Second, some theists have tried to posit that “evil” is not a thing or being. It is a result of free will, and so the existence of evil is the consequence of God allowing humanity to have free will. Consequently, God created humanity in his image, and the result as a free agent that may and does choose to act in morally evil ways. Thus, the real conflict exists between God’s desire for humanity to reflect his glory, and for his plan for creation to be executed as conceived. God could force humanity to behave, but he would be violating his own will in providing humanity with a will. In other words, “good” is only good because evil is an option.
Third, and finally, the “Need for Natural Laws” is summarized by Michael Tooley:
“first, it is important that events in the world take place in a regular way, since otherwise effective action would be impossible; secondly, events will exhibit regular patters only if they are governed by natural laws; thirdly, if events are governed by natural laws, the operation of those laws will give rise to events that harm individuals; so, fourthly, God’s allowing natural evils is justified because the existence of natural evils is entailed by natural laws, and a world without natural laws would be a much worse world.”
This touches on Christian notions of Original Sin. When humanity exercised its free will against God’s will, it brought about certain changes in God’s creation that resulted in natural laws and states of affair that created patterns of destruction, violence, and suffering. Consequently, evil is only a problem in the temporal sense. Once Christ returns and sets everything to rights, there will be no “problem of evil” of which to speak. There is an infinitely good, knowledgeable, and powerful God that will have dealt justly with all the suffering and evil caused by humanity’s exertion of free will.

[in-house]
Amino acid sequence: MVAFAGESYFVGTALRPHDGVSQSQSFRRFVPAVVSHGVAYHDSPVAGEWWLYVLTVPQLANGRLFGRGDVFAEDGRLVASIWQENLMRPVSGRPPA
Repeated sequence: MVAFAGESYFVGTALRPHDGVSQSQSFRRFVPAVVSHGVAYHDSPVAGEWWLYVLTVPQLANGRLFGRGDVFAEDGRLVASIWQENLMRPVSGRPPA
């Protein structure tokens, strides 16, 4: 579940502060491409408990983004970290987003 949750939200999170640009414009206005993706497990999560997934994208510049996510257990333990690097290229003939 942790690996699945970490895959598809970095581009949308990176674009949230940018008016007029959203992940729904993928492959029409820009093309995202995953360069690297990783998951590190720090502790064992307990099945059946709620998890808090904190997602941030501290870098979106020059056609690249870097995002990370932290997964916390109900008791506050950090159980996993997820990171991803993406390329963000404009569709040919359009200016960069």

There are others, but I find something interesting in this whole debate. It is the designation of things and events as either “good” or “evil.” The reason I find it interesting is because the very notion of a “problem of evil” is designed to express the contradiction between the existence of a Christian God and the events we experience in life. However, the very language used to conceptualize the problem are dependent on the existence of said “morally good God.” If God did not exist, then neither would the moral designation of the good over and against that of evil. If there is no good God, can there even be evil? Of course, we wonder about the issue of suffering. What is our justification for giving moral designation to suffering? Am I suffering when I experience pain? If God does not exist, how would I have a standard of good by which I could compare the wrongness of suffering or the evilness of violence? How would an atheist that actually framed the question without presupposing that God exists maintain the tension of the original contradiction? Assume the atheist position is correct. There is no God. We have evolved socially, emotionally, morally, etc. If the notions of good and evil are both innate to the evolutionary process of humanity, how do we distinguish between them? Perhaps, I have unfairly changed the topic of the discussion, but I fail to see how the problem of evil exists without the existence of God. Doesn’t that mean that God has to exist?